Why do dogs jump up? It can be such a dog problem and starts from when they are just a puppy. At any event in the humdrum of everyday life, it is normal for a dog or puppy to become excited and jump up to greet a visitor. The scenario is all too common!
You are trying to let the visitor in. You are trying to open the door (and not let dogs out in the process). In the midst of all this you may even have your visitor saying ‘Oh it’s ok – I love dogs’ and actively encouraging the dogs to leap about. All very well for them perhaps, but the next visitor might be someone who is not keen. Or it may be you, dressed up and ready to go out!
Puppies are of course very hard to resist. It’s easy to ignore when the dog is cute, fluffy and tiny. We all know in our hearts that dogs do not stay puppies forever. In less than a few months they are angular, elbowing adolescents.
So – we have gone from a fluffy puppy (or, ‘fluppy’ as I call it) that jumps up to an adolescent dog that jumps up and smothers you in love. And dog hair. And doggy drool.
Here are 5 tips to stop your dog jumping up!
- Physical measures:
Close a connecting door, use a lead or houseline, or get a stairgate across your hallway.These are training measures – not permanent ones. First of all you have to stop rewarding the dog for doing it. It is a little unfair to ask your visitors to deal with it all alone! Only allow the dog to be greeted (or greet) when they are calm. If they go crazy again, keep them on lead or houseline until they calm down.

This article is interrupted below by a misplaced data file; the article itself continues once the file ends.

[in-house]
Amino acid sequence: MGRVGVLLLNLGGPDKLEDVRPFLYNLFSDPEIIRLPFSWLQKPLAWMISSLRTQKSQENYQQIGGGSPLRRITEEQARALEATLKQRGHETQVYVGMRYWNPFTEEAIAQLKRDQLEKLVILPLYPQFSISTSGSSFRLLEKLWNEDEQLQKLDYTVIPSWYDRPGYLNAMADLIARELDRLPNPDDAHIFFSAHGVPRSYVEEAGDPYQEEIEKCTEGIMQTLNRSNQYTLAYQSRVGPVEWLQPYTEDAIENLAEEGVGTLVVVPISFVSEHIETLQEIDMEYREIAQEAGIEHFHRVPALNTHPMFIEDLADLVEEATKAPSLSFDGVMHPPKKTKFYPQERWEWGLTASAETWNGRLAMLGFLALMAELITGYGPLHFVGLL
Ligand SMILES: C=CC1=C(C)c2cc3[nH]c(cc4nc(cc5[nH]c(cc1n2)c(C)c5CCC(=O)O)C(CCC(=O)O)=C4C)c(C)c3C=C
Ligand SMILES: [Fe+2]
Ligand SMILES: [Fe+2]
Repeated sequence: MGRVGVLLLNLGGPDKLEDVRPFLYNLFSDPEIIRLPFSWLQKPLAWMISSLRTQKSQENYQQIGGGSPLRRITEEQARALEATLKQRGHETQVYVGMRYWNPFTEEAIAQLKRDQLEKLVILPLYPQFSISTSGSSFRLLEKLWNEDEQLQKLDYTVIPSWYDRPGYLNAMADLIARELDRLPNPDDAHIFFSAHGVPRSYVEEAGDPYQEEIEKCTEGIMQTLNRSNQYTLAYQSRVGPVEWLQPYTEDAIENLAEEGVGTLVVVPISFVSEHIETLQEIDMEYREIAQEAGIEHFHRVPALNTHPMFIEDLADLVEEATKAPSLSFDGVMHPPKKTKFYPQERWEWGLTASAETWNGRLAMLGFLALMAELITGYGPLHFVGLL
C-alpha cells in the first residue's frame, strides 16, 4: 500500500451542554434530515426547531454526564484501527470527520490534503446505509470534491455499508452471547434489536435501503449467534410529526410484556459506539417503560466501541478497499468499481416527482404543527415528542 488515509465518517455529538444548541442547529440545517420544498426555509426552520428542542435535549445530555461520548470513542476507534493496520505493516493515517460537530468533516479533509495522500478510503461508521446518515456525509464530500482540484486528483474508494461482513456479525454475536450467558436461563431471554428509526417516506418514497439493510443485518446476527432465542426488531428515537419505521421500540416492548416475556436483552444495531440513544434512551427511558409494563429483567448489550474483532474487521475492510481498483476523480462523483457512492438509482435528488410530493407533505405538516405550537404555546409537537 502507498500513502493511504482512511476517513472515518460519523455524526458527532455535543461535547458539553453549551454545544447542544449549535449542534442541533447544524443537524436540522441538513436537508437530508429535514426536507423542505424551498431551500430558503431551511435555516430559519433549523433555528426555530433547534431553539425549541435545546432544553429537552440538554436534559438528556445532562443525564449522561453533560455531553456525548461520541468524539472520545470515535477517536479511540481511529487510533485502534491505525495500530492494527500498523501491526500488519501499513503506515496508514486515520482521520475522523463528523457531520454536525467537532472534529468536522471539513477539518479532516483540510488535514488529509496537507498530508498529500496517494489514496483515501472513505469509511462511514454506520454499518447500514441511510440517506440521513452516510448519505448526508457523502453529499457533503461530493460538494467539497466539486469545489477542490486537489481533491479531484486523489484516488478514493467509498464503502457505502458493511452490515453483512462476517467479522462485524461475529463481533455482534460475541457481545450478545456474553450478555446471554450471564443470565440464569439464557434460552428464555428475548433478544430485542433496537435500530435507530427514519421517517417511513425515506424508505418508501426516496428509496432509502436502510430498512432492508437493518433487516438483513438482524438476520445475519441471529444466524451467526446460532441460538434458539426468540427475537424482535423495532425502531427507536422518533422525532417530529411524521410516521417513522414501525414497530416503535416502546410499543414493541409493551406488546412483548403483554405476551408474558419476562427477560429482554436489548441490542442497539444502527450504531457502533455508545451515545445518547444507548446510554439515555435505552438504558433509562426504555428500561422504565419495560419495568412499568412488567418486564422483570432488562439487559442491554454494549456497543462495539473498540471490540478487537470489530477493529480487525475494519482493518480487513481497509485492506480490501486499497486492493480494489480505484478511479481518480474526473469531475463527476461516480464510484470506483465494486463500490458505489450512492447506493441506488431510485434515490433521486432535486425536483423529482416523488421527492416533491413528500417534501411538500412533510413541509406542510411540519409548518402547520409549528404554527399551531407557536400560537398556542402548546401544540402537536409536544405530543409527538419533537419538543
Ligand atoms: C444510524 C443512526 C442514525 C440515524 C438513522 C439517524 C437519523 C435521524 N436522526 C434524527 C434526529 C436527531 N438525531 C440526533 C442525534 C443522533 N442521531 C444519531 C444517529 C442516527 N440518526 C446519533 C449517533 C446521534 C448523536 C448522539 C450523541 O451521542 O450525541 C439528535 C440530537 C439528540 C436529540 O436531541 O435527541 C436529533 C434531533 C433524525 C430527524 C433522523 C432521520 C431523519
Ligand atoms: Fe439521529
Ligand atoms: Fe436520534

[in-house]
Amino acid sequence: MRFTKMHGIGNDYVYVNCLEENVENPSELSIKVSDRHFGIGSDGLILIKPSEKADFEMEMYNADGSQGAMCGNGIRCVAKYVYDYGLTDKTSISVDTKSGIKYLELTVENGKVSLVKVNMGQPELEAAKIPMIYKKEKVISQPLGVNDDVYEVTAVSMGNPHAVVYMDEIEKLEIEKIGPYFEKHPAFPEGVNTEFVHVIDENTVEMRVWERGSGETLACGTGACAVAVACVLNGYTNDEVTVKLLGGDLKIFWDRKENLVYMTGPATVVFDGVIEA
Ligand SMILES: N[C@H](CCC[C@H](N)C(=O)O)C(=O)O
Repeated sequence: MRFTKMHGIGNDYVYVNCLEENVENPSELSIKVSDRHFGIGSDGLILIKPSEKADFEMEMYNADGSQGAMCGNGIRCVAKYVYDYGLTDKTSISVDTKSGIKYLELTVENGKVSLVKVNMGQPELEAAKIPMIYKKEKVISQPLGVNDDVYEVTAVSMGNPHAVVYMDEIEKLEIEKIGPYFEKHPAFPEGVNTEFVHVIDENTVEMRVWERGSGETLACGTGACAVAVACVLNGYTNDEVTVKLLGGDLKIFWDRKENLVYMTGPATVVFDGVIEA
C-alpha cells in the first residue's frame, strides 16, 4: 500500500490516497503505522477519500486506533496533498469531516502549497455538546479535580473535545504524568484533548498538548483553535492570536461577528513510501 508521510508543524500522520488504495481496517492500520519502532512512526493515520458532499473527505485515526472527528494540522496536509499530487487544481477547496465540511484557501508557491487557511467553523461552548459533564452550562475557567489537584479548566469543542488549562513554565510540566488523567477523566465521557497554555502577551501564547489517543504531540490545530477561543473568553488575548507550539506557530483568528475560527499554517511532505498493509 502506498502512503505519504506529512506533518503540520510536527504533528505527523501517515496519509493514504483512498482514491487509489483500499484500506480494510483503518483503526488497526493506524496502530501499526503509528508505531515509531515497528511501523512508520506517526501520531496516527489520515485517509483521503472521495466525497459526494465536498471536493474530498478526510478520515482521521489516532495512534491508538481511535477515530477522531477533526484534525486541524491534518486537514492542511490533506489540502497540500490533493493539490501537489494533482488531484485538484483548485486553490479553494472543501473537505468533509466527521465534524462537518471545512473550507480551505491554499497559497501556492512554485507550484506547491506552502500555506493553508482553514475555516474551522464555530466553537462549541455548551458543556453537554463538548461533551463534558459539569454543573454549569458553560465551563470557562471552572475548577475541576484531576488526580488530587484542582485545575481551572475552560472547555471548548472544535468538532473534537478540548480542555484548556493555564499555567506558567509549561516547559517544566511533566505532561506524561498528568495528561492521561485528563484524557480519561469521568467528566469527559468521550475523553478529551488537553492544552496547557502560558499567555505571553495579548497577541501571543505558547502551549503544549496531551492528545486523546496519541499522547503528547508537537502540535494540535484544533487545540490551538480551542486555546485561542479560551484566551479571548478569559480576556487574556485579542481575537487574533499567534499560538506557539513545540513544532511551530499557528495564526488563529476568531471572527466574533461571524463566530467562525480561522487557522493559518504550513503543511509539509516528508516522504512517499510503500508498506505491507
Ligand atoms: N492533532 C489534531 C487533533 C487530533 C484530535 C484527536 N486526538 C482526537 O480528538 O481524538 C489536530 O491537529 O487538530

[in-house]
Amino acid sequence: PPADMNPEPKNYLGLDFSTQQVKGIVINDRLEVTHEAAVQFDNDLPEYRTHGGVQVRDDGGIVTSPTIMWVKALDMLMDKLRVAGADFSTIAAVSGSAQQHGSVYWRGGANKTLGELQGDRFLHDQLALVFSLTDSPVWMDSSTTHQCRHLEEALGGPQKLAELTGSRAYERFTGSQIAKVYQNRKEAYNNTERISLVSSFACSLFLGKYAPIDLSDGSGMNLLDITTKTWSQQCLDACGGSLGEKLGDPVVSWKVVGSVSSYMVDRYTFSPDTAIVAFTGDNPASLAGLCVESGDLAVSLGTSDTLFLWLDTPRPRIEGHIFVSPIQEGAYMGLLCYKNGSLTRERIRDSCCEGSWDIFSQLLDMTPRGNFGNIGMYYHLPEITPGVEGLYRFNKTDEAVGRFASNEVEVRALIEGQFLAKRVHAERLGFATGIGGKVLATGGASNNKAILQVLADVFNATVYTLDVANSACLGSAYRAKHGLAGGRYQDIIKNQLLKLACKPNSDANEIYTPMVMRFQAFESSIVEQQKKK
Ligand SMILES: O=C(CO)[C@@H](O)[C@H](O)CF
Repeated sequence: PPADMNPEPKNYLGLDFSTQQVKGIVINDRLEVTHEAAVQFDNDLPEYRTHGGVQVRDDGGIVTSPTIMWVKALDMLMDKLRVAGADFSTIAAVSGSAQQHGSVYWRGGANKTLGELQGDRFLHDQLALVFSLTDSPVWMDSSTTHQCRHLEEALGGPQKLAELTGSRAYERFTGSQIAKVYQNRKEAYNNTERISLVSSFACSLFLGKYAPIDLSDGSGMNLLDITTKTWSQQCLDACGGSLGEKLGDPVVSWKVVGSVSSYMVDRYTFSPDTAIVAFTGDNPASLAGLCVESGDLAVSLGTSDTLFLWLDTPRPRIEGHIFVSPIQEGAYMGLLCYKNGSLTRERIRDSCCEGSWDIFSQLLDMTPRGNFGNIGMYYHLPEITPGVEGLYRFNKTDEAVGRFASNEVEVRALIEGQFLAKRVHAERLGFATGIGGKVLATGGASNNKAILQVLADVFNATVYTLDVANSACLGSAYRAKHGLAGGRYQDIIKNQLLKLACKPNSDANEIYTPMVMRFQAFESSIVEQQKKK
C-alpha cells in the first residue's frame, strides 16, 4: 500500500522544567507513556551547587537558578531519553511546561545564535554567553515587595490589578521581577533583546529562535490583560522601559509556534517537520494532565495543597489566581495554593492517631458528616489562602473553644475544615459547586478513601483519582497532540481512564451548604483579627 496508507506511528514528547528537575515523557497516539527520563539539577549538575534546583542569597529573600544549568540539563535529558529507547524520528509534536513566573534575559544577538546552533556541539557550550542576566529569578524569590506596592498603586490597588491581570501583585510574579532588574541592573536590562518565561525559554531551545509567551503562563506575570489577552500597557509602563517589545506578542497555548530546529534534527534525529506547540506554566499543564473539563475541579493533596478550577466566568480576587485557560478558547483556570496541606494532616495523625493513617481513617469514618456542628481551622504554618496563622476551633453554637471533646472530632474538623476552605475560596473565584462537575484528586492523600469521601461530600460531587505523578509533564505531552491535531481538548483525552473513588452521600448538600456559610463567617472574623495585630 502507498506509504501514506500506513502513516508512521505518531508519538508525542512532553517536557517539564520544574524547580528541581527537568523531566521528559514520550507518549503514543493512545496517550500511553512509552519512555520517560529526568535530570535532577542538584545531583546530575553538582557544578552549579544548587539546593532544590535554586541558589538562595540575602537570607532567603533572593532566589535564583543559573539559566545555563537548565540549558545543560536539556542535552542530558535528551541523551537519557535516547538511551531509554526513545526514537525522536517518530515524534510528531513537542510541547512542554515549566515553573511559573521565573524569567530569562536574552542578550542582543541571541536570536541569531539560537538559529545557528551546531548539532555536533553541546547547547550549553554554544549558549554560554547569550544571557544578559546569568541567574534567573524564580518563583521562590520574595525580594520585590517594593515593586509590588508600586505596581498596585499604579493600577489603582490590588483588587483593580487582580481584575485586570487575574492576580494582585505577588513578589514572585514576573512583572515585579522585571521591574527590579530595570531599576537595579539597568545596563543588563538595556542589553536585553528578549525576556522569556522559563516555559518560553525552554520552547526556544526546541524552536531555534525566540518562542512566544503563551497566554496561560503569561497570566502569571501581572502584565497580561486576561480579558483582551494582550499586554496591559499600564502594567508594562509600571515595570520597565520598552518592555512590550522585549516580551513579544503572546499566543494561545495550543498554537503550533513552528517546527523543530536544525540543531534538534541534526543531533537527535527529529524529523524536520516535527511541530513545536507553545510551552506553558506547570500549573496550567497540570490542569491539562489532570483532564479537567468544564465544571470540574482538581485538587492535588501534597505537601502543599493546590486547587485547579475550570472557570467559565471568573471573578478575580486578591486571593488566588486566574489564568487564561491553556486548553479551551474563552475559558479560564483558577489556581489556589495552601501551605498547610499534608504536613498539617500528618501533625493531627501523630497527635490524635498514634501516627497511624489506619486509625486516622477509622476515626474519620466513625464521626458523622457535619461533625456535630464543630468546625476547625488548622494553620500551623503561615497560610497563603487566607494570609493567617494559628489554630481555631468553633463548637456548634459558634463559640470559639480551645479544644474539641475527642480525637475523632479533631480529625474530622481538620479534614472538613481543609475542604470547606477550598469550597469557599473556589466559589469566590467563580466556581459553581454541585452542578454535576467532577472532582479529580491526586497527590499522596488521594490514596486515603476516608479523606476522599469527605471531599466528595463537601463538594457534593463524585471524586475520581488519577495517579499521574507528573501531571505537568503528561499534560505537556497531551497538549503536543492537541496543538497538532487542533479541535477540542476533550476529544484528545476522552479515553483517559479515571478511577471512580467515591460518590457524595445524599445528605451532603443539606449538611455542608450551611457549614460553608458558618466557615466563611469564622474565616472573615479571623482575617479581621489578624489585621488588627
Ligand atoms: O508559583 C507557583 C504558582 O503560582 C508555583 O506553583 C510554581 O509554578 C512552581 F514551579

- Teach door manners!
How many of our dogs go crazy around the door when it’s time for a walk? The trigger is the door opening (if not the lead beforehand). Teach the dog that they always stay calm around the door or – nothing happens. No walk. No door opens. No freedom, no social event!
- Teach the ‘off’ command.
‘Off’ means back away and wait. The reward comes to you!
- Teach a ‘placement cue’
This is where you associate the doorbell or a knock at the door with ‘go to your bed’. Or place a mat in a corner of the hallway and teach the dog to go there. They can sit on it, lie down, anything you choose but they HAVE to be there or the door simply will not open.
- Practice, practice, practice.
Get the same visitor to come in, go out the back door, go round, come in the front door… etc.
Jumping up can be tackled in a very straightforward way and I have written a complete guide – ‘Stop your dog jumping up’, which includes the ‘off’ training. It’s on my website, costs only £2.99 and has plenty of detail and support.
Wave bye bye to Tigger the bouncing nutcase and greet your dog calmly and happily like you’ve always longed for.
– Karen Wild